So what I'd really like to find is a way to support 3D acceleration correction in multicopters and planes while still retaining roll/pitch stability if yaw is way off. If we can separate these two then we'll really be onto a great system.
Cheers, Tridge
Hi Bill,
On a related topic, I've finally implemented your offset nulling revisited compass offset algorithm for ArduPilot. It works very well! Here is a graph from our Rascal simulator when I setup offsets of -60, 120, -180:
I chose a gain of 0.3 for this run, although I've increased that to 0.5 for the release code.The graph shows the offsets converging nicely in a few minutes. The yellow line is the heading error between the heading that the correct offsets would give, and the heading that the current offsets give. You can see it converges on zero quite well.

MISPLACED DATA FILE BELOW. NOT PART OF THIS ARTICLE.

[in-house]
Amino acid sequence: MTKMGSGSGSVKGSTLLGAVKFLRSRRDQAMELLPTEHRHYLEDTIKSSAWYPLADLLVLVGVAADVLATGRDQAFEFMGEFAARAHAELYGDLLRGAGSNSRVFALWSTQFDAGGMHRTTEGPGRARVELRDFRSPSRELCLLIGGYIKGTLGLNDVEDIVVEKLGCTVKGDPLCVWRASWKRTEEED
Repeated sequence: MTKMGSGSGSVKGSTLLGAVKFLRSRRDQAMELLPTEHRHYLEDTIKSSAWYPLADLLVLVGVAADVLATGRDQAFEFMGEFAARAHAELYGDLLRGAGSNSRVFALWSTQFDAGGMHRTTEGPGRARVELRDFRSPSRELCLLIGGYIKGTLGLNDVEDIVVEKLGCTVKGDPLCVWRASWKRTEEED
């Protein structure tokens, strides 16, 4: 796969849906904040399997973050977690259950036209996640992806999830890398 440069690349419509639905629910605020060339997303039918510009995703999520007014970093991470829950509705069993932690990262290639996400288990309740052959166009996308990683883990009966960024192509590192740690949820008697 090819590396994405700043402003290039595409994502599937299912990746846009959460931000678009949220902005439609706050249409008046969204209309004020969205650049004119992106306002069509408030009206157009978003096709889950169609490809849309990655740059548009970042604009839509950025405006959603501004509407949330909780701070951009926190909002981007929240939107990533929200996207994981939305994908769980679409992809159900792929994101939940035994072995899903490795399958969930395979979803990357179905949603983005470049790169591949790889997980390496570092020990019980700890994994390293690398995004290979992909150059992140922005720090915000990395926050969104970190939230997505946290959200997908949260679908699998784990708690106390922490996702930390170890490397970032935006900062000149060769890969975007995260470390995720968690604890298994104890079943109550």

I also limited the single step delta to 2, so the total offset change (as a vector length) is never more than 2 in one step. That is just paranoia in case we get some garbage from the compass for a short time (eg. a spike in throttle magnetic field effect).
I really like the fact that this new method avoids using the DCM matrix, which means no possibility of nasty feedback effects.
Thanks very much for publishing this idea!
Cheers, Tridge
Tridge, It's super to see Bill Premerlani's algorithm re-implemented and graphed again on another auto pilot.
In the past, alignment of the magnetometer with the Autopilot was an issue. But now, I enjoy being able to put my magnetometer way out down the wing of my plane away from motor effects. As your graph shows, the algorithm will figger out any small (or large) mis-alignment between the mag and the autopilot and correct it.